17.8 Whilst a case can be made for a new style of enhanced political leadership in local government, the Panel’s view is that, for the purposes of its work, such a case has not been constructed and presented.
One of the themes of questions from the public was how to evaluate the new job of the Leader, and whether he’d be asked to work the equivalent of a normal working week. The evasive answers then were along the lines presented to the IRP, and they are not impressed. The job should be measurable, or it is not a proper job, surely? The last comment is a direct challenge to the arguments put forward by Craig Humphrey that there is justification and no reasonable challenge to the changes
17.9 Another area of concern to the Panel is the ‘personalisation’ of the governance model. The proposal submitted to the Council in July to extend the interim arrangements indicated that the enhanced leader model ‘is built around the individuals’ and in the event of the Leader standing down or one of the Executive Directors leaving should be reviewed.
17.10 The Panel finds it troubling to be asked in effect to evaluate the capabilities of an individual and not the requirements of a position. That is not a satisfactory approach and not in accord with professional evaluation techniques. It is also unfortunate that the proposal was submitted and recommended only by the individuals most affected. They place themselves at risk of the criticism of self interest, whether warranted or not. Issues around the level and structure of officer resources, the roles and relationships of senior officers and members are so fundamental to the good governance of Rugby BC that they should have cross party support. After all in the future either of the opposition group leaders could become Leader. It seems reasonable therefore to have consensus on the governance arrangements, which is currently not the case.
This is very telling. If the arrangements make sense, they make sense regardless of the individual holding the role. But the way it has been set out, the way it was presented, and the way it has been argued (by Humphrey’s supporters as much as his detractors) has largely revolved around the person of Craig Humphrey, and that is of concern to the panel. It is indeed most troubling that there appears to have been pressure for an increase coming from Craig Humphrey himself (contrary to the answers he gave to public questions only three weeks ago).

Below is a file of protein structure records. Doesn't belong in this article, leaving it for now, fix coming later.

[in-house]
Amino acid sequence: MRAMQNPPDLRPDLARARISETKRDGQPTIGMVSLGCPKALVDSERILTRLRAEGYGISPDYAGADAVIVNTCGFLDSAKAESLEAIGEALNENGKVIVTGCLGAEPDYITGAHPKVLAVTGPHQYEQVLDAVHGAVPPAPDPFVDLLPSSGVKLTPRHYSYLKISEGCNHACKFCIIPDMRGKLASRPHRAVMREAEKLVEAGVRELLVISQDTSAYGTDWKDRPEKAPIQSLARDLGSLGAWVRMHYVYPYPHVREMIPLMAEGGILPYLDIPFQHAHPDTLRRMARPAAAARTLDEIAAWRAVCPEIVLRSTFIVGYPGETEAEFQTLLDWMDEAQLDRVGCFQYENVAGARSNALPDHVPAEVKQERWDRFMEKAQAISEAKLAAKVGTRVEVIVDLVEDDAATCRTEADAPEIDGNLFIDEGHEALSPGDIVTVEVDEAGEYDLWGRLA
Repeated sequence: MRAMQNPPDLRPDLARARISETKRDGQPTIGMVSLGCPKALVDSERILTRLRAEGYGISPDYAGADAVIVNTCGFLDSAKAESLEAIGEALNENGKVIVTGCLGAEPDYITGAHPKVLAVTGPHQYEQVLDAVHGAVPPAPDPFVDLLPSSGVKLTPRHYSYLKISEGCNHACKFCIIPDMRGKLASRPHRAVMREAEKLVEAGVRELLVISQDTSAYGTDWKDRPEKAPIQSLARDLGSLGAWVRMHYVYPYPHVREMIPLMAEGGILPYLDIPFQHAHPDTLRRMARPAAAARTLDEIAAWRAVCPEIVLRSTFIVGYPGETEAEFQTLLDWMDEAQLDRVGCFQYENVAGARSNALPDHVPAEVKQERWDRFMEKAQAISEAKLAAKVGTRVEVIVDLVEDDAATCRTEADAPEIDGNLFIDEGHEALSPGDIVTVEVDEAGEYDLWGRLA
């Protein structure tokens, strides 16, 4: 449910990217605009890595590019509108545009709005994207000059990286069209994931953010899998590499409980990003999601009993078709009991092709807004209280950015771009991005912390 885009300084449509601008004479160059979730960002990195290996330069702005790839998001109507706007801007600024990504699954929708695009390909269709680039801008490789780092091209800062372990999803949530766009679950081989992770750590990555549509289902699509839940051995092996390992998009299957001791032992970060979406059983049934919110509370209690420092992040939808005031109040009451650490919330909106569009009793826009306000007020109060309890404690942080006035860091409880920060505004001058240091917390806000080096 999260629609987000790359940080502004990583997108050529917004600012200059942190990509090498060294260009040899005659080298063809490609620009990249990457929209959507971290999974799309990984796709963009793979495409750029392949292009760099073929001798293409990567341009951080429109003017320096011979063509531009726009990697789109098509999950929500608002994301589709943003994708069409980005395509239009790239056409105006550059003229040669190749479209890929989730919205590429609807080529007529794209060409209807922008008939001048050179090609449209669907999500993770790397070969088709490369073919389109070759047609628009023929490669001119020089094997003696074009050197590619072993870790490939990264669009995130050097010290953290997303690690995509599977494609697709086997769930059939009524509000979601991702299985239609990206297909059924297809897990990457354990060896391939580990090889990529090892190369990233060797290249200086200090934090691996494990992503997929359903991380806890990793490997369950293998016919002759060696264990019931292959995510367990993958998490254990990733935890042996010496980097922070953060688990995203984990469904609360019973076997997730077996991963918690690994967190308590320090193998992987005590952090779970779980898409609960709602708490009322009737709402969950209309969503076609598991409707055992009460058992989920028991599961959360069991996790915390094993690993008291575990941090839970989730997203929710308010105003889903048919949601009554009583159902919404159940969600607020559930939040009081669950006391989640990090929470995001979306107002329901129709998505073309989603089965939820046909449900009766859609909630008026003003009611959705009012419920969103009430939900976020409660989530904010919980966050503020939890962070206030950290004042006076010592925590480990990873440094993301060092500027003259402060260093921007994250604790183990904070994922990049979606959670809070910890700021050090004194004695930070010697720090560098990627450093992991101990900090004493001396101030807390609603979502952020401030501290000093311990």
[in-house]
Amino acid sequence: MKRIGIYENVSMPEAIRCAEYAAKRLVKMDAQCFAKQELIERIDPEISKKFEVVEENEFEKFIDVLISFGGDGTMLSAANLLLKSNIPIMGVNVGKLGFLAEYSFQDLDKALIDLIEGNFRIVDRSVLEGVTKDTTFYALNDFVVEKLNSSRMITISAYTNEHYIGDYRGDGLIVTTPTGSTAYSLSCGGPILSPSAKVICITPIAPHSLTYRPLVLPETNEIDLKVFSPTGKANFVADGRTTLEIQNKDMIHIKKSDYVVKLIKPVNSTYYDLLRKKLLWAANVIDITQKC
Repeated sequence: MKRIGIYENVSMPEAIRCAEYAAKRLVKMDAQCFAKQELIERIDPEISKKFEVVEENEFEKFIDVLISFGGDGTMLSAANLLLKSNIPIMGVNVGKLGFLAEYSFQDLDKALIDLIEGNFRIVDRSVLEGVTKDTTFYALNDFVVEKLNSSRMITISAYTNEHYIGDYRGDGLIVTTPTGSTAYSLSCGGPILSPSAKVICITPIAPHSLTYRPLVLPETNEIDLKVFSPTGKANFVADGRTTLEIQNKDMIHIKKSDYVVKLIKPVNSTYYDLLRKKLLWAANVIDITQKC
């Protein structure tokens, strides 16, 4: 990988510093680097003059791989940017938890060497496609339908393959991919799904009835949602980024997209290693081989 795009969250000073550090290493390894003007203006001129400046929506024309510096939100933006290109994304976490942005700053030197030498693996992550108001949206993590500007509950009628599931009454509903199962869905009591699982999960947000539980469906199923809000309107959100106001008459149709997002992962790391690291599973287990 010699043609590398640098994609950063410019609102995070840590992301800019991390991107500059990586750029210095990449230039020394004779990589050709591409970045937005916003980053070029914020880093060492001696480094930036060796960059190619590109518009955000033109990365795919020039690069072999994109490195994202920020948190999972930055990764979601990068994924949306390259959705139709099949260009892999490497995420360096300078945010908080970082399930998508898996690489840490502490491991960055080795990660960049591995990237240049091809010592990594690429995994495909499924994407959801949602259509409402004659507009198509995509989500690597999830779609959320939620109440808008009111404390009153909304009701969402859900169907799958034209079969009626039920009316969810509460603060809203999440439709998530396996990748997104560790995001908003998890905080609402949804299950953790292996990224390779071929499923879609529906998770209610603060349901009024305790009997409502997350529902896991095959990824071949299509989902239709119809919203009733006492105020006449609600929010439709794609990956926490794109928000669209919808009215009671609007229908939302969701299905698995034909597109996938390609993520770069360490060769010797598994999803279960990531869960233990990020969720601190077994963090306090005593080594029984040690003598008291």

17.11 The construction of management arrangements around individuals indicates a lack of sustainability in the longer term. This leads to the Panel’s final concern which is that in July the Council approved the interim arrangements ‘permanently’ ie indefinitely, although with a programmed review in 2012. The Panel is firmly of the opinion that this is too strong a commitment and too long a timeframe.
17.12 The Panel is aware that the authority will soon be required to consider (and implement in 2011) amendments to its political executive structure, with the choice being between Elected Mayor or Strong Leader options. It would seem to make sense (at least to the Panel) that the interim arrangements should not extend beyond that timescale and, taking that change on board, a cross party review be arranged to consider more permanent governance arrangements including member and officer structures and roles. This would have the benefit of detailed feedback and evidence from the ‘interim experience’. The Panel believes it would preferable if such a review had the benefit of external facilitation.
This is a challenge to the idea that the new arrangements be permanent, and points out that there’s an upcoming review of the whole structure – that the Council should know was due – which would have been a better way to look at all of these issues with the opportunity for consensus, public participation and external assistance.